For most of my adult life, I have lived in intentional community. I’ve shared a home and the rhythms of daily life with a variety of people who are committed to being more than roommates: we are committed to being a team who cares for each other and shares a joint purpose.
I’ve lived with fifteen different groups in small towns and large cities, and in a rural lakeside lodge at a retreat center. The communities have ranged from coops to convents with other Catholic Sisters. I’ve lived with people young and old in houses large and small, apartments, and in an ecovillage. I’ve played cards and board games with people triple my age. I’ve lounged in the living room and listened to others chat about their work. I’ve shared the mundane and the highlights of life with others, blessed by companions through crisis and celebration.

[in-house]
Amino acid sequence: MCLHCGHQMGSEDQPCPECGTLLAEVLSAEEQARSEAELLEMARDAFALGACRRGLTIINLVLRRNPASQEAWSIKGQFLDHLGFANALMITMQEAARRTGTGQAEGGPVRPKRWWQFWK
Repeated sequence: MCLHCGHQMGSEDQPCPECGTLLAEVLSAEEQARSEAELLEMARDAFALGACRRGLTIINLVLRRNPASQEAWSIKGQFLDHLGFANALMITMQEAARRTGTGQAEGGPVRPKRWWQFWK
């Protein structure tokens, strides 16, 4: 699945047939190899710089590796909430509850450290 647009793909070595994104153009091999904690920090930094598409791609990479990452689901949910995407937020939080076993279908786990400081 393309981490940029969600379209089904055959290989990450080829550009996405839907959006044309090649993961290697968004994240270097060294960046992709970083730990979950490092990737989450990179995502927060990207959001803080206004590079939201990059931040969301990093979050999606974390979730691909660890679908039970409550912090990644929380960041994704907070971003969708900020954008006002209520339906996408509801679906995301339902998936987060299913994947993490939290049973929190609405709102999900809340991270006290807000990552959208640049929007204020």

The Foundation for Intentional Community (ic.org) defines an intentional community as a “group of people who have chosen to live together or share resources on the basis of common values.” How people live together and share resources varies, yet cooperation and unity are the goals. The motives can be religious, social, or ecological. Typically, people are committed to intentional community because of a shared belief that humans are better together.
I don’t know what it is like to come home to a spouse and children after a busy workday, but I know the joy of coming home to adults I love and an evening of connection: a homecooked meal, communal prayer, and shared relaxation.
I know the reverence of the table. We gather to eat and talk about our days’ dilemmas. We share stories from our lives.